Faro a Colón

Faro a Colón, also known by its English name as the Columbus Lighthouse, is a monument and also the final resting place of the Italian explorer Christopher Columbus, located in Santo Domingo Este Municipality, in the Dominican Republic.

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This cross-shaped monument is constructed of reinforced concrete with dimensions that are 210 meters (680 feet) by 59 meters (195 feet), and there are 157 beams of light that emanate towards the sky from the structure, in addition to the rotating beam which can be seen for kilometers.

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As the last wish of Columbus was to be buried in the Dominican Republic, immediately after his death in 1506 he was buried first in Valladolid, where he spent his last days. At the wish of his son Diego, his body was moved to Seville, when Diego began with the construction of a cathedral to hold the remains. Unfortunately, Diego died before the plan was executed, so he was buried next to his father.

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When the Santa Maria Cathedral was finished in 1542, both bodies were moved there, until the Dominicans ousted the Spanish from the island, who then moved the body in Havana, Cuba.

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When the Spanish again were ousted in 1898 from the island of Cuba, there was insecurity who has the real body of Columbus, as there was a reconstruction of Santa Maria Cathedral in 1895, when a worker working on the cathedral renovation uncovered a lead box on which was inscribed “The illustrious and excellent man, Don Colon, Admiral of the Ocean Sea”.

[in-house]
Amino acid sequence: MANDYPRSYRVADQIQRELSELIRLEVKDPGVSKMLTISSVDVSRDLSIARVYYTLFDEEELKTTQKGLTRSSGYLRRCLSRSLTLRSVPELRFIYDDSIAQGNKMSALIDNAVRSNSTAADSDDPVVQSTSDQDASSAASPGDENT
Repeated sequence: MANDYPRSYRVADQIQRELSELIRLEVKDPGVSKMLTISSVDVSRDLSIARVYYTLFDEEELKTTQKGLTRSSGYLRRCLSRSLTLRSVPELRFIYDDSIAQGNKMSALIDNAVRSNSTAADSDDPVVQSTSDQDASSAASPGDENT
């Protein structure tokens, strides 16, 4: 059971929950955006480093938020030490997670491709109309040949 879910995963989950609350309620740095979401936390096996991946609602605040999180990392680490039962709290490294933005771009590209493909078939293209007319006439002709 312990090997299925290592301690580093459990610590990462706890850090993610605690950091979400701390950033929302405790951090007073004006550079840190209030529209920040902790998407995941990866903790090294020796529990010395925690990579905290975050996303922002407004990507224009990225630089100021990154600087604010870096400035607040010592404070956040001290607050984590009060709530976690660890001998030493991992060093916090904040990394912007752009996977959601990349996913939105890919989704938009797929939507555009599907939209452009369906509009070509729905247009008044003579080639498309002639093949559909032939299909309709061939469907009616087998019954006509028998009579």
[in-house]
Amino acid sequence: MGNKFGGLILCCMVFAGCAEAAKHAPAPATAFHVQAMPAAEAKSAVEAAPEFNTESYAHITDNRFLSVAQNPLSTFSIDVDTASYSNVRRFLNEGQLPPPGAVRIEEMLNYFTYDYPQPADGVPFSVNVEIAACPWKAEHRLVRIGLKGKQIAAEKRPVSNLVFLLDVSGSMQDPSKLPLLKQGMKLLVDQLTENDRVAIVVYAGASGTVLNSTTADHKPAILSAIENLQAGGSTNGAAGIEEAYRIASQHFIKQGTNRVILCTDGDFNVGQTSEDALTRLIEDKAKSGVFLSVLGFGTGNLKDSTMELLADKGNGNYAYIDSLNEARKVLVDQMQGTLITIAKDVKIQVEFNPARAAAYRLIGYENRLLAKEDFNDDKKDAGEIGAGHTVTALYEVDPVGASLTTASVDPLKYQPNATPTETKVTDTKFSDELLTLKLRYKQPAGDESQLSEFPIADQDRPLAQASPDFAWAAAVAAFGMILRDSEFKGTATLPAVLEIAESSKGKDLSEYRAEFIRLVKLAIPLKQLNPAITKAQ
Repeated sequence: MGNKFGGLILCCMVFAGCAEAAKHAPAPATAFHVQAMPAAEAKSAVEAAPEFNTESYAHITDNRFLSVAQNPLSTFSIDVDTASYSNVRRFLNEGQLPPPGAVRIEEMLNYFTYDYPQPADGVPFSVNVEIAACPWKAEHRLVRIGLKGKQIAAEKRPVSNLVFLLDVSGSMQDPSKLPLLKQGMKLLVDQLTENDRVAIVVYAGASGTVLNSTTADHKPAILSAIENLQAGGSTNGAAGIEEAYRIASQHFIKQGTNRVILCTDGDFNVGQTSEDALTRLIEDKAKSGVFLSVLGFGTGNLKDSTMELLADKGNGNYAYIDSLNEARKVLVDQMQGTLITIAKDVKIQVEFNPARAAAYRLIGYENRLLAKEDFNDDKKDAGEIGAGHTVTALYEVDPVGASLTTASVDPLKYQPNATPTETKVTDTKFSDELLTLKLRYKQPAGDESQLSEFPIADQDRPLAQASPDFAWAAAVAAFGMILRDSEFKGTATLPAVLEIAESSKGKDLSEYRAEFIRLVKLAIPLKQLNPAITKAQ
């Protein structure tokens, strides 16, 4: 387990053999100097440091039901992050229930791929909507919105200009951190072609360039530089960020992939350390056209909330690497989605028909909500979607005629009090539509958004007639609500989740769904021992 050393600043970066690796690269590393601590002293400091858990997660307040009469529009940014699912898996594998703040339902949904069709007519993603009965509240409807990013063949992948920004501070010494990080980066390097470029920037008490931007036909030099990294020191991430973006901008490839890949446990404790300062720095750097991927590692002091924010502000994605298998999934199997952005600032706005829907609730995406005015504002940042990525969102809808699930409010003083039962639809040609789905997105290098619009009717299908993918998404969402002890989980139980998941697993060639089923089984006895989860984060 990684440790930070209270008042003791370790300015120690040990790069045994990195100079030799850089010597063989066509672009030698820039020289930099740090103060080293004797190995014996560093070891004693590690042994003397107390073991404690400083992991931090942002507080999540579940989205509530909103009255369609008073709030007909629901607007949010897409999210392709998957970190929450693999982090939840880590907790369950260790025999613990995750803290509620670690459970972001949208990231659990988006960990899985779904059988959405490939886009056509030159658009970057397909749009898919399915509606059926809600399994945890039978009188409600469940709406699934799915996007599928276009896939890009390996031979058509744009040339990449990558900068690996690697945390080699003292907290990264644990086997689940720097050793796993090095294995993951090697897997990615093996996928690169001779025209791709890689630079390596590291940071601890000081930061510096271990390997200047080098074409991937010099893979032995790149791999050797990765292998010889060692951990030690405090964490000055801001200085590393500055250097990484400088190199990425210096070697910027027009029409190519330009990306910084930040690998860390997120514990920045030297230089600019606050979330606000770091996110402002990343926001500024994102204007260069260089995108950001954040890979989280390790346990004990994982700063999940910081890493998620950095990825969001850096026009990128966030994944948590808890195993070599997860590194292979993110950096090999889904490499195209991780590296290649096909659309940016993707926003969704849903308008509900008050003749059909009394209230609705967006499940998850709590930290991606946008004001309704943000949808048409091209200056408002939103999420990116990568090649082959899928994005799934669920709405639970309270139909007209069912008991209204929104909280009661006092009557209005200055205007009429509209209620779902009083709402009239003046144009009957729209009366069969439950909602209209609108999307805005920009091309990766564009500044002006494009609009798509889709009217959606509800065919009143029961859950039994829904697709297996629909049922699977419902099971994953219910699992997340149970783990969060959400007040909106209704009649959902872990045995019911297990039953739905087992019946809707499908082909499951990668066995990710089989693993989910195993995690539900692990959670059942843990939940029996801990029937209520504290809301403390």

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Interestingly, both Columbus and his son Diego were known as Don Colon, Admiral of the Ocean Sea, and in 1898 the Spanish finally moved the supposed Columbus back in Seville, however, with some tests done on the remains there were inconclusive results.

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For now, the mystery shall continue, as the Dominican Republic is unwilling to do some testings on the remains. Nonetheless, the monumental structure was designed by the Scottish architect J.L. Gleave in 1931, on the 500th anniversary of the Discovery of America, but was not completed and it was inaugurated in 1992. The financial part was helped by all of the Latin American states, where the end cost was approximately 70 million dollars.

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Inside the structure, there is a museum which displays artifacts from the Americas, China and Spain, with artworks decorated in gold and silver, and the replicas of the three ships that carried Columbus and his crew across the Atlantic Ocean.

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Looking like a Soviet era apartment block combined with very well lit Maya ruins, the Columbus Lighthouse is definitely worth to be visited, and even more interesting would be when the lights will be turned on, even though they are rarely on because doing so causes blackouts in surrounding neighborhoods.

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When the lights are turned on, sometimes they are even visible from the neighboring Puerto Rico which makes it something extraordinary and what everyone should consider visiting in order to learn about this very famous and important explorer.

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